Opening BYC

Dec 6, 2023 | news

When implementing RP in BYC, the youth club community tries to achieve four outcomes: Role models are emerging, inclusive structures are in place, positive communication informs our work, and an outward-looking community vision defines our ambition.
Inclusivity is one of the club’s core values. The “BYC to the power of RP” project is also born from a strong desire to improve the club’s inclusivity. At the start of the project, it is fair to say that the club was mostly recruiting among the local white indigenous population. It did not represent the area’s diversity and gave the impression of a divide between young people.
One of the main tasks assigned to the coordinator was to increase the diversity in the club, and as soon as in-person work resumed in the second half of the pandemic, he dedicated a lot of time and energy to it.

Recruiting more diverse young people

First, he connected with local schools and organisations like City connects to make the youth club known better among all (and not just by word of mouth in the same local groups). A sign with Welcome in the different local languages was displayed at the door as a symbolic gesture. As a result of this, more diverse young people joined the club, and it expresses itself through both ethnicity and neurodiversity. Youth workers working in the club for a long time acknowledge that recruitment has changed and is much more inclusive. It does present some challenges. There is still a tendency from some young people to stay in their own group and to use racial slurs without realising the impact and pain it has. RP has helped facilitate meaningful conversations about the power of language. Sports, especially football, have helped raise awareness: James recalled a decisive moment when the young people started a discussion about racism from the practice of “taking the knee” against racism in English football clubs.
The refurbishment of the building allowed a lift to be installed, which makes the premises accessible for all. There is no wheelchair user currently, but it is possible in the future for some to join. A significant proportion of young people also present with neurodivergent profiles (ADHD, ASD, etc…). Sometimes, the diagnosis is shared with the club, but other times it is not, as the parents may be concerned that young people won’t be accepted if they disclose a diagnosis. Some youth workers have mentioned that restorative approaches can support them in dealing with behaviours that they may not be used to. It is also acknowledged that additional training will equip better youth workers for neurodiversity.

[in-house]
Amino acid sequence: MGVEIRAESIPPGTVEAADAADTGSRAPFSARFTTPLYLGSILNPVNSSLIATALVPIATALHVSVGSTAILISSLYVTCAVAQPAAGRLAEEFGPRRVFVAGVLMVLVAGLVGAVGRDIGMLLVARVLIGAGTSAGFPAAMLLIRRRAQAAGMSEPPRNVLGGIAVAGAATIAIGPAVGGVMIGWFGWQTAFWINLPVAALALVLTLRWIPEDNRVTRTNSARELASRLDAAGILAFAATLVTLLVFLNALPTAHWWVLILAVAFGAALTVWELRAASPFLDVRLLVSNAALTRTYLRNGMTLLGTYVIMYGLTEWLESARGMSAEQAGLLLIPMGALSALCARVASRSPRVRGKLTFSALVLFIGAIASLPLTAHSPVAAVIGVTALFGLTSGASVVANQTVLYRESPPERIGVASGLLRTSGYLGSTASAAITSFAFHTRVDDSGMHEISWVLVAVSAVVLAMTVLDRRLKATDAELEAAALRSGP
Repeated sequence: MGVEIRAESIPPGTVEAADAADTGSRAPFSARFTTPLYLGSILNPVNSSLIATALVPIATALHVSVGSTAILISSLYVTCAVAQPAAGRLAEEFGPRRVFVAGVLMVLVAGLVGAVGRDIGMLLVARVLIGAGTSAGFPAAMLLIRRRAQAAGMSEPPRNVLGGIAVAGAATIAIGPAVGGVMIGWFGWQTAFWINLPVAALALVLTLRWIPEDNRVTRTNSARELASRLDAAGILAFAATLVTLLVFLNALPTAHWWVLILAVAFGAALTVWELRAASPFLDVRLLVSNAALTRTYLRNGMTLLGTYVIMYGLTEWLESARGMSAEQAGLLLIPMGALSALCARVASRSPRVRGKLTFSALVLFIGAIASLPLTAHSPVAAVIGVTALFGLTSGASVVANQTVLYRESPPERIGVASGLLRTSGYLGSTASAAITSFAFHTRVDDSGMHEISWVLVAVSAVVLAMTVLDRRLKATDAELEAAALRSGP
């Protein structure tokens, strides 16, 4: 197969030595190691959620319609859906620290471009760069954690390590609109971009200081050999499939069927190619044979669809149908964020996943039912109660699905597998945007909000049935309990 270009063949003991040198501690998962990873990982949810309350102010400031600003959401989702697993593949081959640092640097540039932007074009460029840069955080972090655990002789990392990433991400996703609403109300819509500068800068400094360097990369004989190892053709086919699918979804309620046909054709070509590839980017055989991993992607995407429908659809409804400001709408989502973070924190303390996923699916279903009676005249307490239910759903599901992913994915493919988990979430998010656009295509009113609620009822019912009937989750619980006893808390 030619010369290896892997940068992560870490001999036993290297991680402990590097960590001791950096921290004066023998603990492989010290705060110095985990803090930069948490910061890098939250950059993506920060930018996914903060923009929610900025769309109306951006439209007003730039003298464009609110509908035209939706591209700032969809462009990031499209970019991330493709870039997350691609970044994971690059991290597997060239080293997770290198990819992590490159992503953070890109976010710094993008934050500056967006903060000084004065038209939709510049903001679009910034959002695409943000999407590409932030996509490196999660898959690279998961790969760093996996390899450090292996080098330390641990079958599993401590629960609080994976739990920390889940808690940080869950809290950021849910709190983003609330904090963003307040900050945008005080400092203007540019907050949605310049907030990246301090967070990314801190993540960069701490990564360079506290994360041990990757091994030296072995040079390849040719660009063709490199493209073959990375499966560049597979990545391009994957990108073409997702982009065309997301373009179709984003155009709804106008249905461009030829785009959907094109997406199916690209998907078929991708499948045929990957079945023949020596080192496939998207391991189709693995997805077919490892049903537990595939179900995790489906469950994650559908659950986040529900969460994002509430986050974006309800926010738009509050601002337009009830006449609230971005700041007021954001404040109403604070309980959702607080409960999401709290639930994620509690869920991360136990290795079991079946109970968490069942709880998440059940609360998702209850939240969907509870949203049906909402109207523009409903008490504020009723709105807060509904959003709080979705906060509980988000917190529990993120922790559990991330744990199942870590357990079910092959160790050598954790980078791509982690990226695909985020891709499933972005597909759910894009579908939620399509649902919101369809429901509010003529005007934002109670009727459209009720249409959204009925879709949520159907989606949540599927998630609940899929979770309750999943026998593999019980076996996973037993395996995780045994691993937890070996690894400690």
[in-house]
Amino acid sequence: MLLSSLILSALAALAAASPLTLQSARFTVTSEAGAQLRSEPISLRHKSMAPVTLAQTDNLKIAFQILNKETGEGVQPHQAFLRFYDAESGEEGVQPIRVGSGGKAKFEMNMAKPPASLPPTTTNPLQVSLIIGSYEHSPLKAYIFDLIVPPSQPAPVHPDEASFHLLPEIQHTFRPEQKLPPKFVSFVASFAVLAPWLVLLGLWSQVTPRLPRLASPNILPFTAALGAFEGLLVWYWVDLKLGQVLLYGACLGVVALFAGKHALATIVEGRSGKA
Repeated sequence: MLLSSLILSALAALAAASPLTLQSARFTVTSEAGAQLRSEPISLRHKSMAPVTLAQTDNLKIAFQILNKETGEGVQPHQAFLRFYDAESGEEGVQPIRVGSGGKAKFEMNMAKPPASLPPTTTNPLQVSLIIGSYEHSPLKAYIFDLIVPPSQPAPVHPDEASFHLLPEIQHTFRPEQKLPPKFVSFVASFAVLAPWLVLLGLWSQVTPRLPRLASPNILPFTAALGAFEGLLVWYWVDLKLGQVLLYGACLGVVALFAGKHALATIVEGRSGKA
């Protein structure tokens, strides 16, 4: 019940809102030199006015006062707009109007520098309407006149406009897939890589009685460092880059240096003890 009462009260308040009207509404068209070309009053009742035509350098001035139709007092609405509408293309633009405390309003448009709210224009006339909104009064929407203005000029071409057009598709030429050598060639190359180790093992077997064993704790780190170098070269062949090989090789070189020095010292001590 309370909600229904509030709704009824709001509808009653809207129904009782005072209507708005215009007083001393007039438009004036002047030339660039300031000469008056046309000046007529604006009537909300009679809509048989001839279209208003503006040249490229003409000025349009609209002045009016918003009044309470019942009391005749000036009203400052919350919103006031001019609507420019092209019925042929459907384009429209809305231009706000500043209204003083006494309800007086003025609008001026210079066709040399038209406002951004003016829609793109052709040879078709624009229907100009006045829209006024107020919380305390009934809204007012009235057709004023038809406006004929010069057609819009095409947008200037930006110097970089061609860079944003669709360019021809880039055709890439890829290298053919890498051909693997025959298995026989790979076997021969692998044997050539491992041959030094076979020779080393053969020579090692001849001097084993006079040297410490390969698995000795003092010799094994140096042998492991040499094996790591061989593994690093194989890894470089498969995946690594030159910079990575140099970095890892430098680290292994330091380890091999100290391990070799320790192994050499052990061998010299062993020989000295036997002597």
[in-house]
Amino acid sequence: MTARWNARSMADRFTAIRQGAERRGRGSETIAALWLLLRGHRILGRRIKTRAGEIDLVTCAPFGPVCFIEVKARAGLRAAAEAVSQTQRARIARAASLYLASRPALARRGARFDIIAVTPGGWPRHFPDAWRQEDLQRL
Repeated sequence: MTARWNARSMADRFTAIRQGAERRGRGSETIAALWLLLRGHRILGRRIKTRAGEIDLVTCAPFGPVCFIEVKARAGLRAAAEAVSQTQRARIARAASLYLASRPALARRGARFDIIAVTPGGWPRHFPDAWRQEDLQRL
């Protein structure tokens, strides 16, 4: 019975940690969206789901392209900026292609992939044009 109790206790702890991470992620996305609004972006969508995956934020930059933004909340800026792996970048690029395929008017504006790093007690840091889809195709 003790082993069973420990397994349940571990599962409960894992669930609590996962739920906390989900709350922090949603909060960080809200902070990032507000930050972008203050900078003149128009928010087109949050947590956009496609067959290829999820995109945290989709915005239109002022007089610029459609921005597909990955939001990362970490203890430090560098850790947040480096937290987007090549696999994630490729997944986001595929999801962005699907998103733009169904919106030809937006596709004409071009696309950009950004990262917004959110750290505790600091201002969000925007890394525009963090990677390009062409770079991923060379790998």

Opening the doors

Strategically, it was agreed from the beginning that the club would first focus on implementing RP inside its own practices and structures before reaching out. However, two crucial initiatives have started the opening movement of becoming a restorative hub for the local community.
First, when more kids from non-native backgrounds joined the club, it highlighted a need for the local community: language was a barrier for some parents. The club supported the creation of an English language-free school, two mornings per week, from 9.30 to 12 when the club is still closed to young people in school. It started with 5 people, and now around 150 people attend every time. It creates a buzzing atmosphere in the club and is a way of also promoting it among new communities, who then can enroll their children.
Jonathan, the youth team lead, initiated another very meaningful project: he had developed a relationship with the Divisional Juvenile Liaison Officer Sergeant Martin Moloney, and BYC is now part of a project led by Can to provide a safe space for young people to engage in dialogue with the Gardai.

Overall, the club has engaged in a very meaningful diversification of its recruitment and activities, and all recognise significant progress in this area!